Etsy (ETSY -0.22%) has been a fantastic stock to own, skyrocketing in value more than 1,300% over the past five years. This eye-popping return can be attributed to remarkable revenue and profit growth. Riding the worldwide e-commerce boom didn't hurt, either.

However, what makes Etsy really special is its ability to continue growing at a fast rate with minimal capital investment required. And that's why the company's most important number right now is 24%. 

Read on to learn more.

Person typing on a laptop on a table while speaking on the phone, with rack of clothing in the background.

Image source: Getty Images.

Playing with house money

The overarching goal of any for-profit enterprise is to not only generate net income, but also free cash flow. This is basically the money a company has left over after paying all of its expenses, such as marketing, product development, salaries, and investing in growth initiatives, like software and equipment. If a business doesn't currently generate cash or there isn't a clear path for it to do so, shareholders generally won't be happy. And eventually, the company won't survive. 

In Etsy's case, because the company is strictly an online marketplace that facilitates transactions between its 5.2 million active sellers and 90.5 million active buyers, it requires virtually no capital to grow. During the first six months of 2021, Etsy's free cash flow margin was 24%, which means that for every dollar of revenue, the company produced $0.24 in cash. This is truly exceptional, and it underscores how lucrative Etsy's business model is.  

The company is a platform that already has the technological foundation in place to handle buyers and sellers. Building this software, with payments, advertising, and security capabilities, requires a large investment upfront. But each customer transaction costs almost nothing to process, so all Etsy needs to worry about is boosting the volume that occurs on its site. And after a certain point, profitability soars. Over the last 12 months, Etsy's gross merchandise sales (GMS) totaled $12.4 billion. The company's operating margin has also significantly expanded over time, from 0% in 2015 to 25% in 2020.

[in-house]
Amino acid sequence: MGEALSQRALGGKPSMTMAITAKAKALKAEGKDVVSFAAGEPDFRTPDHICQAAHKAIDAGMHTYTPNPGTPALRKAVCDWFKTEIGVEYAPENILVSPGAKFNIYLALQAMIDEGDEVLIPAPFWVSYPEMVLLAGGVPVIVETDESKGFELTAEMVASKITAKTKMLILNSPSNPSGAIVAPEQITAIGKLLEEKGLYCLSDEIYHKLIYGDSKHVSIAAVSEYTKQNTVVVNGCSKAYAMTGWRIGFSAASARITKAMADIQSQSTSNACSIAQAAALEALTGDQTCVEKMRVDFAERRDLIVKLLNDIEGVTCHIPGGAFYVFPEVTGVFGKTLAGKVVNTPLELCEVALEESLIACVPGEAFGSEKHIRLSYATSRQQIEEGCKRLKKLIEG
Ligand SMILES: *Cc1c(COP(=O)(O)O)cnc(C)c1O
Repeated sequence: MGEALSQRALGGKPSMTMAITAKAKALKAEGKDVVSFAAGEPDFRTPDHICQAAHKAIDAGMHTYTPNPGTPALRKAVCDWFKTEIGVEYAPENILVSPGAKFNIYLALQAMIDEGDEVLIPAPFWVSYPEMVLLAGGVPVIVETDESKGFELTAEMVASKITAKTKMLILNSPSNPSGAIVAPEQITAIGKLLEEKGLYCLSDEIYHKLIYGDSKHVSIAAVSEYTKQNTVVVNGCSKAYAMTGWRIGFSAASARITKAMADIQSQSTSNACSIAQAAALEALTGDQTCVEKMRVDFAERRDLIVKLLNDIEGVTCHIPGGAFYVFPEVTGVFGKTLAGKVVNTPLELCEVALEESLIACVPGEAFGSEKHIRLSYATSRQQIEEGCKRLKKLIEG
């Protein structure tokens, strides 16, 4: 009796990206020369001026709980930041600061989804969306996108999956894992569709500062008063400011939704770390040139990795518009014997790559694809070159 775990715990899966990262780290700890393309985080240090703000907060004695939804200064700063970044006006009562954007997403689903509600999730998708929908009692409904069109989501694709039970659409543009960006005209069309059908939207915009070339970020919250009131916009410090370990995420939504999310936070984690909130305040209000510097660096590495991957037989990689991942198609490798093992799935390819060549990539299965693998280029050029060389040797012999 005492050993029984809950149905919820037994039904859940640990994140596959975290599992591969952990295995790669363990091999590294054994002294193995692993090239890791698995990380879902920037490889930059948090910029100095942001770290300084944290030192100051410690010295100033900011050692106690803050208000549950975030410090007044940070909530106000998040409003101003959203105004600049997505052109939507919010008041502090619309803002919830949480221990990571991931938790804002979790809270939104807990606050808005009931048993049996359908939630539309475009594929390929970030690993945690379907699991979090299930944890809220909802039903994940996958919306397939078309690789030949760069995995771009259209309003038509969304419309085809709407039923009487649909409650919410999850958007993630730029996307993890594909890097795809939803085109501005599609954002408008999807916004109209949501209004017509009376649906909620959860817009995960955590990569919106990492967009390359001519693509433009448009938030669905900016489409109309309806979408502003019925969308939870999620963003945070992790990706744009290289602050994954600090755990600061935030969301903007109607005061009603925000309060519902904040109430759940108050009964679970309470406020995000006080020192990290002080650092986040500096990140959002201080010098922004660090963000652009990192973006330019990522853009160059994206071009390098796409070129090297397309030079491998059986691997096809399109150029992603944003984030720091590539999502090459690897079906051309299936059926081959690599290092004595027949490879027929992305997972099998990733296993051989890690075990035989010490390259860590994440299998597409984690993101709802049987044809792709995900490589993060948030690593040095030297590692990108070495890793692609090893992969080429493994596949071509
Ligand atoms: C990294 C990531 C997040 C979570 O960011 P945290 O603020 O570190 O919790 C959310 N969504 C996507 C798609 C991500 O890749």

Look for this characteristic

"The best business is a royalty on the growth of others, requiring little capital itself."

These are the words of Warren Buffett, who is arguably one of the greatest investors of all time. 

Looking for this trait when seeking companies to invest in is a solid strategy. Because Etsy doesn't own any inventory itself, like a traditional retailer would, it is basically growing on the backs of the investments its sellers make into their own small businesses. 

If a skilled tailor in France wants to sell handmade face masks during the pandemic, she takes on all the financial risk of doing so by buying the fabric and tools herself. And if an artist in Australia thinks his custom paintings might have global appeal, it's up to him to purchase the necessary supplies to make it happen. Etsy simply provides these entrepreneurs with a connection to potential buyers. Buffett would certainly appreciate this arrangement based on his statement above. 

And since Etsy does produce a lot of cash, it has the freedom to pursue acquisitions, like that of musical instrument marketplace Reverb, or recent purchases like Depop and Elo7, to further support its expansion efforts. This is quite an enviable position to be in. 

Growth has been tremendous, and Etsy's financial situation is superb. The free cash flow margin of 24% is indicative of this, and it's the most important number for shareholders to pay attention to.